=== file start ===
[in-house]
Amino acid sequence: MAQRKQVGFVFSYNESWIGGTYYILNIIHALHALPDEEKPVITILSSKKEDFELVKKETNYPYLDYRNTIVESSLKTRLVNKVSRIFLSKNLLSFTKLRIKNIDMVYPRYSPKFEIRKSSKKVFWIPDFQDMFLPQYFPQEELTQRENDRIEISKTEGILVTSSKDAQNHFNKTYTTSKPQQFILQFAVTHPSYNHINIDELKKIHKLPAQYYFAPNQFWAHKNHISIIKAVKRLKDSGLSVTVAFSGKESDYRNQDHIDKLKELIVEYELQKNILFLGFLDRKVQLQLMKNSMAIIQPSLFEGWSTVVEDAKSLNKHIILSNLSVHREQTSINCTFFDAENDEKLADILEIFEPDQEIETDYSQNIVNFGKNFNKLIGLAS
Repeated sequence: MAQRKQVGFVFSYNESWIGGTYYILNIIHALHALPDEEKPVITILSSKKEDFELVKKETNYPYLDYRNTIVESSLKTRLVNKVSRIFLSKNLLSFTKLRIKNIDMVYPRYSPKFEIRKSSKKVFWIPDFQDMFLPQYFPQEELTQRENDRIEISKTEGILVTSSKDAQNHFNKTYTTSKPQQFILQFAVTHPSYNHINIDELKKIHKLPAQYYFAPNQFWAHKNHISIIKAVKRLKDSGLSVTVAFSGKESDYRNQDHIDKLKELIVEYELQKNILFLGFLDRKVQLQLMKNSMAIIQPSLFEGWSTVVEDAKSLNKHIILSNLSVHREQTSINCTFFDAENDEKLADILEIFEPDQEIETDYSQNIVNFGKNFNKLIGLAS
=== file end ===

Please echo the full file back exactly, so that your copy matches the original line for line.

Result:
[in-house]
Amino acid sequence: MAQRKQVGFVFSYNESWIGGTYYILNIIHALHALPDEEKPVITILSSKKEDFELVKKETNYPYLDYRNTIVESSLKTRLVNKVSRIFLSKNLLSFTKLRIKNIDMVYPRYSPKFEIRKSSKKVFWIPDFQDMFLPQYFPQEELTQRENDRIEISKTEGILVTSSKDAQNHFNKTYTTSKPQQFILQFAVTHPSYNHINIDELKKIHKLPAQYYFAPNQFWAHKNHISIIKAVKRLKDSGLSVTVAFSGKESDYRNQDHIDKLKELIVEYELQKNILFLGFLDRKVQLQLMKNSMAIIQPSLFEGWSTVVEDAKSLNKHIILSNLSVHREQTSINCTFFDAENDEKLADILEIFEPDQEIETDYSQNIVNFGKNFNKLIGLAS
Repeated sequence: MAQRKQVGFVFSYNESWIGGTYYILNIIHALHALPDEEKPVITILSSKKEDFELVKKETNYPYLDYRNTIVESSLKTRLVNKVSRIFLSKNLLSFTKLRIKNIDMVYPRYSPKFEIRKSSKKVFWIPDFQDMFLPQYFPQEELTQRENDRIEISKTEGILVTSSKDAQNHFNKTYTTSKPQQFILQFAVTHPSYNHINIDELKKIHKLPAQYYFAPNQFWAHKNHISIIKAVKRLKDSGLSVTVAFSGKESDYRNQDHIDKLKELIVEYELQKNILFLGFLDRKVQLQLMKNSMAIIQPSLFEGWSTVVEDAKSLNKHIILSNLSVHREQTSINCTFFDAENDEKLADILEIFEPDQEIETDYSQNIVNFGKNFNKLIGLAS